Overall rates of stroke decreasing, but racial inequity worsens for Black Americans, new study finds


(NEW YORK) — Although rates of strokes in the adult population have generally decreased over the last several decades, the racial inequity gap persists, according to a new study in Neurology, which found that Black adults are still more likely to have strokes compared to white adults, and at younger ages.

Researchers analyzed data on patients with their first stroke in Ohio and Kentucky from 1993 to 2015, and found that overall, the rates of strokes have decreased. However, Black adults became more likely to have their first stroke at a younger age than white adults – the average age for a Black adult decreased from 66 to 62 years of age, and for white adults only decreased from 72 to 71. Black adults remained 52 to 83% more likely to have first-time strokes than white adults for all time points of the study, especially for younger adults aged 20 to 44.

“Black adults had higher rates of stroke in all of the study periods, and unfortunately the difference in the higher rates in Black versus white adults did not improve over time,” said Dr. Tracy Madsen, associate professor of emergency medicine at Brown University.

Strokes are leading causes of long-term disability and death, and from 2018-2019 cost the U.S. health care system nearly $56.5 billion, according to the CDC.

Inequities in stroke diagnosis, management, and long-term functional and cognitive outcomes have been well documented for Black Americans. The study showed that medical conditions that increase risk for stroke, such as diabetes and high blood pressure, became more common in both Black and white groups, but disproportionately for Black individuals.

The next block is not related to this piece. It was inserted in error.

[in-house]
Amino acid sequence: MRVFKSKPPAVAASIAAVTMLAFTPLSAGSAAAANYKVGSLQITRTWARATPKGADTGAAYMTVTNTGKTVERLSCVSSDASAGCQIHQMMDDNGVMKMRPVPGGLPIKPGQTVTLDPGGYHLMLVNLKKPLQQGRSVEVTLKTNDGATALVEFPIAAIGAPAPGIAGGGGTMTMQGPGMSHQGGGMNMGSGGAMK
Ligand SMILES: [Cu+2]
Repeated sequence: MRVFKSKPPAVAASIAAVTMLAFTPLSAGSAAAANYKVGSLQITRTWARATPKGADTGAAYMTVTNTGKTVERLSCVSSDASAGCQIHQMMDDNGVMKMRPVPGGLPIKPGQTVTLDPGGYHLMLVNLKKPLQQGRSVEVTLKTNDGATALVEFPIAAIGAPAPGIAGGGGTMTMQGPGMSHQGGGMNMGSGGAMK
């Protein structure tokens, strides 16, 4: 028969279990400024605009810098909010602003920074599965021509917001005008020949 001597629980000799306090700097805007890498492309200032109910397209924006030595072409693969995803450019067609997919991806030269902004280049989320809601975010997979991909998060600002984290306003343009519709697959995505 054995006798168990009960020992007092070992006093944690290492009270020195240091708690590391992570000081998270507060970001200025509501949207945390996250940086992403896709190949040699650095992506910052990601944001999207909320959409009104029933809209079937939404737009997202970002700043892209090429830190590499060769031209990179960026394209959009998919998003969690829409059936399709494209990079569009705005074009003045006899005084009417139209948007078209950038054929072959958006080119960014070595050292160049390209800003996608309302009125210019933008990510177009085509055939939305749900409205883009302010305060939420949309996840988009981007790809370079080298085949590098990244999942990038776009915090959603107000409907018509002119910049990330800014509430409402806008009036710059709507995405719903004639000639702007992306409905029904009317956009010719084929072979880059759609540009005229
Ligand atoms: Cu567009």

Structural racism creates access barriers to treatment, financial and transportation barriers, and lived experiences of personal racism, all of which contribute to toxic stress, inflammation and conditions like high blood pressure, according to Dr. Olajide Williams, professor of neurology at Columbia University. “These are searing, tragic, preventable inequities, really driven by structural racism,” said Williams. “It’s like an endless ocean of problems, disproportionally with Black and brown people”.

Experts do not feel like biologic differences drive this inequity, especially given that race is a social construct and cannot be genetically or biologically defined. While structural determinants of health may result in altered epigenetics, reversible expressions in DNA that are caused by one’s environment, ultimately it is still the upstream social factors that are the root cause. “Black people don’t have genes that predispose them to getting more strokes,” said Williams. “That is a myth.”

The study was not able to examine systemic racism or barriers in access to care. The study also did not look at other minoritized groups such as Latine, Asian, Native Hawaiian, and American Indian individuals.

While Madsen feels that future research on these inequities is important to raise awareness, the next step is to take action. “We have enough evidence to show that these inequities exist without a doubt,” she said. “The next step is to look towards the interventions that could help address or eliminate these disparities.”

Angela Y. Zhang, MD (she/hers), is a pediatric resident at University of Washington/Seattle Children’s Hospital and a member of the ABC News Medical Unit.

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